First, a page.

The Africa Workshop features published papers and works in progress.
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This talk, by drawing from various ‘political’ Ghanaian popular media genres, engages with current debates on informal modes of civic agency in Africa. Here, we demonstrate how these formats’ arguments do not constitute a “backstage discourse consisting of what cannot be [articulated] in the face of [political] power” (Scott 1960: xii). Rather, these media formats’ thematic foci form part of the broader democratic practice of ordinary citizens exercising their power to participate in critical discussions that (in-)directly or impact their lives.
Joseph Oduro Frimpong is Assistant Professor in the Dept of Arts and Sciences at Ashesi University and a 2015 African Studies Association ACLS-AHP Presidential Fellow.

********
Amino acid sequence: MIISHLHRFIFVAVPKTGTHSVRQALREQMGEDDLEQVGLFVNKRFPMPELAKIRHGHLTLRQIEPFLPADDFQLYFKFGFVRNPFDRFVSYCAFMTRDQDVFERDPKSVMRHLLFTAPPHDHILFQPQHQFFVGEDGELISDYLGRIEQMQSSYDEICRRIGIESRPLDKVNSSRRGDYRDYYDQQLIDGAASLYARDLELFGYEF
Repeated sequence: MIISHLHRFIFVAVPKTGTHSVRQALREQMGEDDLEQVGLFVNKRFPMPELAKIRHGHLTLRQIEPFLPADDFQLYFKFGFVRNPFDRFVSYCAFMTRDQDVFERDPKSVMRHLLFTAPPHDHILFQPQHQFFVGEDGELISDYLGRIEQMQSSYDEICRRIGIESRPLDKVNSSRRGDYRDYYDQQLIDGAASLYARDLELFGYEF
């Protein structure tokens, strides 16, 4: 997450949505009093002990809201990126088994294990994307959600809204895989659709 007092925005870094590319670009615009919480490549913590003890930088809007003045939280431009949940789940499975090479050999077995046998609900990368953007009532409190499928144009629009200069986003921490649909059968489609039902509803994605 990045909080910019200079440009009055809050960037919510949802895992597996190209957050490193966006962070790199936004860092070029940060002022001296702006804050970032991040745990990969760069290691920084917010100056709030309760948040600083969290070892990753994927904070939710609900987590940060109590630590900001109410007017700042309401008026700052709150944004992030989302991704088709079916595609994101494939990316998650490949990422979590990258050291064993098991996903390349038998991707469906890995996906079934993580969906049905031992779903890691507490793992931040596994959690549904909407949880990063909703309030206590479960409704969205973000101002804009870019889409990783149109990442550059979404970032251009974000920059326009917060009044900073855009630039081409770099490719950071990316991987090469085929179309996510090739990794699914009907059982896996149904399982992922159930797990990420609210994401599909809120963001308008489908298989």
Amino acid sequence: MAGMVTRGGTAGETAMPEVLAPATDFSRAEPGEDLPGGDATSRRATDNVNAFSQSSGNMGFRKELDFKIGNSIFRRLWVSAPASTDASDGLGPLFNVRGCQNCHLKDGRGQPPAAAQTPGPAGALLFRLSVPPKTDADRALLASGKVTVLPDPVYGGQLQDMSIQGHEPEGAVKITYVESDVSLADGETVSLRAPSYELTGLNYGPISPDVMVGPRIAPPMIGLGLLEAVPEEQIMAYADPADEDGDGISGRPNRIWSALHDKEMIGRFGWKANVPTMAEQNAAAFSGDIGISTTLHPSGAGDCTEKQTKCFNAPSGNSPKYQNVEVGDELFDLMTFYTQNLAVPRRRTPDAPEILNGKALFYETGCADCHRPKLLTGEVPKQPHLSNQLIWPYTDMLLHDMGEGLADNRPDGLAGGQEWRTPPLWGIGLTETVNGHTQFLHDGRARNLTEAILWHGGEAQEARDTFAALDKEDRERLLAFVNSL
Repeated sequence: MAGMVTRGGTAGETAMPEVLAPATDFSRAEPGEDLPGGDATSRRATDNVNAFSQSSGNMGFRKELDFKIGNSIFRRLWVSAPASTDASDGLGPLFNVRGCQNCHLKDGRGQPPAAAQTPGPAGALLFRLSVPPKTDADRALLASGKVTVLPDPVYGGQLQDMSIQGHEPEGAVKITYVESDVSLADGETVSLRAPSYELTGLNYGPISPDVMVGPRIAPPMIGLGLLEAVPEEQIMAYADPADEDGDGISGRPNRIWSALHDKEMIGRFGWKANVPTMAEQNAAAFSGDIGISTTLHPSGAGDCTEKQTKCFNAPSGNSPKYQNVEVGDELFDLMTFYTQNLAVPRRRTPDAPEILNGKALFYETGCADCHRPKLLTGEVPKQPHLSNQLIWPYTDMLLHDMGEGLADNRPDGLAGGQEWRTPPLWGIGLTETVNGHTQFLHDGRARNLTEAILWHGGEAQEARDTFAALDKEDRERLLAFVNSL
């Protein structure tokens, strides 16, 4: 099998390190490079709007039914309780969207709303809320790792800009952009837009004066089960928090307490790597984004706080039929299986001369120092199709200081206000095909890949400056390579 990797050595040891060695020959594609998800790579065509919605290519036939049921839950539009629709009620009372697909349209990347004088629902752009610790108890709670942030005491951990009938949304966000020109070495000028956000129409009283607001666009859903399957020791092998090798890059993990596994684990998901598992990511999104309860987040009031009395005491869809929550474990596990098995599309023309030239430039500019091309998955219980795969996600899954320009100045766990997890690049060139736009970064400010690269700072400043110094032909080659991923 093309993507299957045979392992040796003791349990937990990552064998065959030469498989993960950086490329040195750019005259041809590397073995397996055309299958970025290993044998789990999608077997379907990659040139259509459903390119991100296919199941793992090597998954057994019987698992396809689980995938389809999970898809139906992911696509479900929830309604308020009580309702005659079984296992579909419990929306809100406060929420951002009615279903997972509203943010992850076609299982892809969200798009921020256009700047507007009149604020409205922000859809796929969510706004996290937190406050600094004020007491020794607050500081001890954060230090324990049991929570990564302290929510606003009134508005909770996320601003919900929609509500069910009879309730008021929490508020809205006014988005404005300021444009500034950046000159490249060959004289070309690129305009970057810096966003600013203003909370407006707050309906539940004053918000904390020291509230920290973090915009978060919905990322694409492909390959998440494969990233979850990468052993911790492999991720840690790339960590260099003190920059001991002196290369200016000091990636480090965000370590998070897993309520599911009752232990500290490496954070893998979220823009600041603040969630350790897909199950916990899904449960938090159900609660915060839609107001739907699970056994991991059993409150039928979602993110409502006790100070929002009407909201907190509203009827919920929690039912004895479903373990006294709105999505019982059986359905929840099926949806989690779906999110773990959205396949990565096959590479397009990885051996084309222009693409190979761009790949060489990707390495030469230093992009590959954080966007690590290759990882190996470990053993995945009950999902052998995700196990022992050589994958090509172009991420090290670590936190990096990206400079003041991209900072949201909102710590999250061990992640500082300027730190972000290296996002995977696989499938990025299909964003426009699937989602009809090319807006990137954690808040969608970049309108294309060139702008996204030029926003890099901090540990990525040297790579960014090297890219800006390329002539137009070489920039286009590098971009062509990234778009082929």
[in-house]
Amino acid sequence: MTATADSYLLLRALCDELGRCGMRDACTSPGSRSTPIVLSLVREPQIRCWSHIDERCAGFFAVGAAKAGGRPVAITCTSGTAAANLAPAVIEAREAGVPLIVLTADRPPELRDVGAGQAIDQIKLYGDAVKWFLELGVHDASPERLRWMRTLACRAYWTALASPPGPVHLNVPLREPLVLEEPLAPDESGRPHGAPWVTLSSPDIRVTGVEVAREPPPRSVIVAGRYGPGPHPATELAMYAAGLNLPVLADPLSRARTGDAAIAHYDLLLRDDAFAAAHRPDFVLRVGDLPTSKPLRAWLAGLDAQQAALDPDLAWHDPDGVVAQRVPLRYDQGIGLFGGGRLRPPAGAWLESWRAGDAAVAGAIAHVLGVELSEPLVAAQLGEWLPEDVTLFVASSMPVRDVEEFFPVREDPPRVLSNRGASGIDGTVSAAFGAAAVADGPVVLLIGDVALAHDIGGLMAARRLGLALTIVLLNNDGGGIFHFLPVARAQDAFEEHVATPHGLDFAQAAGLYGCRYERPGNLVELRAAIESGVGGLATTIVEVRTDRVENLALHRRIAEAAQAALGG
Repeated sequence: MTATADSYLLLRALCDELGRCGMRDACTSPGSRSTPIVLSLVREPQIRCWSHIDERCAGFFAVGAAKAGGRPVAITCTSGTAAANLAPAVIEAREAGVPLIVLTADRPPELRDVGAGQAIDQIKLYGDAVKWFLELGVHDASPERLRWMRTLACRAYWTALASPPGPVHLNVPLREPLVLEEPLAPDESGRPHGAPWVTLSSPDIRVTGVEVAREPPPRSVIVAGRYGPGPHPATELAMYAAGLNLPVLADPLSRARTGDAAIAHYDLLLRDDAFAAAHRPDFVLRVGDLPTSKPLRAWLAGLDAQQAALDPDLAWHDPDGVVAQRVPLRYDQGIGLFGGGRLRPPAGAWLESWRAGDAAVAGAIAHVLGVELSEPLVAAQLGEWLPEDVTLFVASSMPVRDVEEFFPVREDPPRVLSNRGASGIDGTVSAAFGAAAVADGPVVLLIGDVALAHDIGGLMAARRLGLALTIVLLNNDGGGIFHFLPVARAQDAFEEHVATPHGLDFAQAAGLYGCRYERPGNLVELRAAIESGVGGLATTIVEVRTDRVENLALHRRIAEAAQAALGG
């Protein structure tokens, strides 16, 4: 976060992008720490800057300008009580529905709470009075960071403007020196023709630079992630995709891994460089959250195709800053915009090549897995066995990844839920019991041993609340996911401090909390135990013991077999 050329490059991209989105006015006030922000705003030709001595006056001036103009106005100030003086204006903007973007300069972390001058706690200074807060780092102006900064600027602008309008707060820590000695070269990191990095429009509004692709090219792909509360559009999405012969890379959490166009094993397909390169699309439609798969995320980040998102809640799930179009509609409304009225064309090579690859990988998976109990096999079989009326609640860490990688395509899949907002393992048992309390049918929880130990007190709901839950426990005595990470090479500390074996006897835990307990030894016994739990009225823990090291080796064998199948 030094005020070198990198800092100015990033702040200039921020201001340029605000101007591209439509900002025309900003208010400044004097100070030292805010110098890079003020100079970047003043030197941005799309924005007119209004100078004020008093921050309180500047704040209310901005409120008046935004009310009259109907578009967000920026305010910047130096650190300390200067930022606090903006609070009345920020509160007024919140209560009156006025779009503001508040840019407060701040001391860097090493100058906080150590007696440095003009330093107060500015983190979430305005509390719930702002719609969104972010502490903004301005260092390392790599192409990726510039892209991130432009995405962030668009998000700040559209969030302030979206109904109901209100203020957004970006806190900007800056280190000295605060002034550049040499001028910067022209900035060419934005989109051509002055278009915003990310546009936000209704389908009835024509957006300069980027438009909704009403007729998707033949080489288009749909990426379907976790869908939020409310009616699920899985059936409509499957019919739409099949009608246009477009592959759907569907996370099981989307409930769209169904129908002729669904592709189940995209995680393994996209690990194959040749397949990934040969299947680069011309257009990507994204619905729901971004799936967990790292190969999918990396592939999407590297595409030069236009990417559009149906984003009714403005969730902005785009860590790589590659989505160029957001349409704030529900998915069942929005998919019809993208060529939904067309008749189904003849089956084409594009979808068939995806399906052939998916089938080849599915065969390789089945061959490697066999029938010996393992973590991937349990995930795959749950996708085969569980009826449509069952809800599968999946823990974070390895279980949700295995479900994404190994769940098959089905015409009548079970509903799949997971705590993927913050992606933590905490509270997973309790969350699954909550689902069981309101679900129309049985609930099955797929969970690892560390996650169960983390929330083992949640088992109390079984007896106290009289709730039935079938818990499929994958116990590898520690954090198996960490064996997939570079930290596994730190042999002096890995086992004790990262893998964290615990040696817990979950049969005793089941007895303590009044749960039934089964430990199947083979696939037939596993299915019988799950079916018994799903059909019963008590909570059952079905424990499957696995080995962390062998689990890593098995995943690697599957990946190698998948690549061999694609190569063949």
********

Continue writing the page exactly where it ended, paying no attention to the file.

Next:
He holds a PhD in cultural anthropology from Southern Illinois University, Carbondale and has held teaching positions at Saint Louis University, Missouri and Southern Illinois University (Edwardsville campus). His research investigates Ghanaian popular media (e.g. political cartoons, video-movies, popular music, obituary posters). He is particularly interested in how such tangible formats not only (re)-mediate cultural ideas and beliefs but also engage in socio-political issues. His research appears in the edited volumes: Encyclopedia of Social Movement Media (2011) and Popular Culture in Africa: Episteme of the Everyday (2004). His journal articles appear in International Journal of Communication, and African Studies Review.